Address: 99 Quay St, Auckland
Ph: (09) 307 0556
At the reception desk, a hostess of self-consciously icy beauty asked us to wait while she farted around clicking things on her computer. Time passed - a minute, probably, but it seemed like more. It was long enough for me to wander away from the desk, study the redesign, wander back.
It was also long enough for me to get mightily pissed off. In the restaurant business, first impressions count. If their computer system doesn't allow them to pause in a task, check a booking and show a new arrival to a table, it's a bad system; if it does (and I suspect it does), the woman concerned needs to learn some manners. Harbourside was being marked out of 4 before my arse had even hit the chair.
I mention this at length not just because I was about to blow a couple of hundred bucks on dinner; not just because the restaurant is re-opening in a part of town where there is an ocean of choice; not even because the service at the old Harbourside was always impeccable. I mention it because the new owners, the Good Group (the name is, I assume, not ironic) are the folk who established Botswana Butchery in the downstairs part of the same building a shade under two years ago.
Botswana Butchery opened to excoriating reviews - including one on this page. A few weeks after my piece appeared, I met a bloke at a party who told me that he'd been helicoptered in to sort the place out. "It's a catastrophe, mate," he told me. "You've no idea. Anyway, tell me, what do you do for a living?"
Our evening at Harbourside was rescued by our waiter, who looks like Forest Whitaker without the bung eye and was personable, informed, relaxed and efficient. He is a lot better than the prat who strode around the place announcing loudly to diners that he was "the senior waiter".
The redesign has introduced themed bars (one vodka, one champagne, one teppanyaki) and put a retractable roof on the deck, with transparent see-through screens to keep the warmth in. It may be the best dining spot in Auckland, even if it has destroyed the seaward view of a wonderful heritage building.
The prices have been redesigned too: half a dozen non-Bluff oysters at $35 must be an Auckland record and eight pieces of sashimi cost $22.
"But is it any good?" I hear you ask. Well, like the proverbial curate's egg, parts of it are excellent. The bread rolls were cold and the Greek olive oil wasn't a patch on some local ones. But those oysters (we chose ones from Parengarenga in the Far North) were rich and intense - the taste played across the tongue like that of a good Bordeaux - and the sashimi, which came with an industrial-grade serving of wasabi and a hellishly hot dipping sauce, which I earnestly suggest avoiding, was brilliantly fresh.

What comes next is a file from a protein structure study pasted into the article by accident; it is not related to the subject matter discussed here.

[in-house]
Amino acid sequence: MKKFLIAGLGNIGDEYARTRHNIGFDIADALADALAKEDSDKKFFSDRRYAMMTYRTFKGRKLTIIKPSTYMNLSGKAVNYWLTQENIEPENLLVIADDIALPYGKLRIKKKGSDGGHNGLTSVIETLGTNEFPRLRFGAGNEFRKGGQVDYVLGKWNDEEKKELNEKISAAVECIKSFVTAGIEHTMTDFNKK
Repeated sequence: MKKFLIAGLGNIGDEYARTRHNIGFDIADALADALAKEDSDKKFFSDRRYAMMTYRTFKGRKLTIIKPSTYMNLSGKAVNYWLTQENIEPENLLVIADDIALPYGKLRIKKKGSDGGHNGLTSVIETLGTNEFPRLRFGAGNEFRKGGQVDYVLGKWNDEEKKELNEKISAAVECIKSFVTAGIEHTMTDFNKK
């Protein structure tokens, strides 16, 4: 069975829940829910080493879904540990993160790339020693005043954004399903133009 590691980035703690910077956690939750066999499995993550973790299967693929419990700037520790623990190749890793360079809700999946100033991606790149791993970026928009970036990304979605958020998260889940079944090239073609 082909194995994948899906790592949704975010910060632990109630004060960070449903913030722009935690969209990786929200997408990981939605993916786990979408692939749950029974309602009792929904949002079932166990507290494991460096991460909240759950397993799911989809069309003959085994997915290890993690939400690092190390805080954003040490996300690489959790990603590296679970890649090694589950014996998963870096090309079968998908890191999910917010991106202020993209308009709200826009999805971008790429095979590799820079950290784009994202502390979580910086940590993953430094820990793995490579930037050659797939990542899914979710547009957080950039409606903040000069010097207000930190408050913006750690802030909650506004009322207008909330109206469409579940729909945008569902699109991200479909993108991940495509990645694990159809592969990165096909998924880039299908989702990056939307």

The kitchen's take on whitebait fritter was cool: the little fish arrived rolled up in an omelette, to which they had plainly been added once cooking was under way. The result was less like a fritter than a burrito, in which the egg encased the dense clump of juicy inanga. It was big, too, a satisfying feed for two.
The mains were much less successful. Crispy skin snapper was significantly undercooked, as was the Hervey Bay prawn in my bouillabaisse: the former had to be sawn through, the latter chiselled from the shell. The fish came with a clod of mash which was both excessively salty and inappropriately wintry - the salsa of grapefruit and cucumber worked better.
The variation on classic bouillabaisse used a shallow bowl richly filled with tuatua, snapper, mussel, meltingly soft squid and seared tuna, which made up for that raw prawn. But the rich and beefy broth was ill-advised: it overpowered the tomato and obliterated the saffron - assuming there was any.
Of the desserts, the Valrhona chocolate cream deserves mention because it was a concoction so spectacular that it belonged in an art gallery but the fact that the website is still in relative disarray almost three months after it opened makes one wonder whether that bloke I met should be choppered in here, too. A restaurant in a location that really deserves that overused word "iconic" needs to do better than this.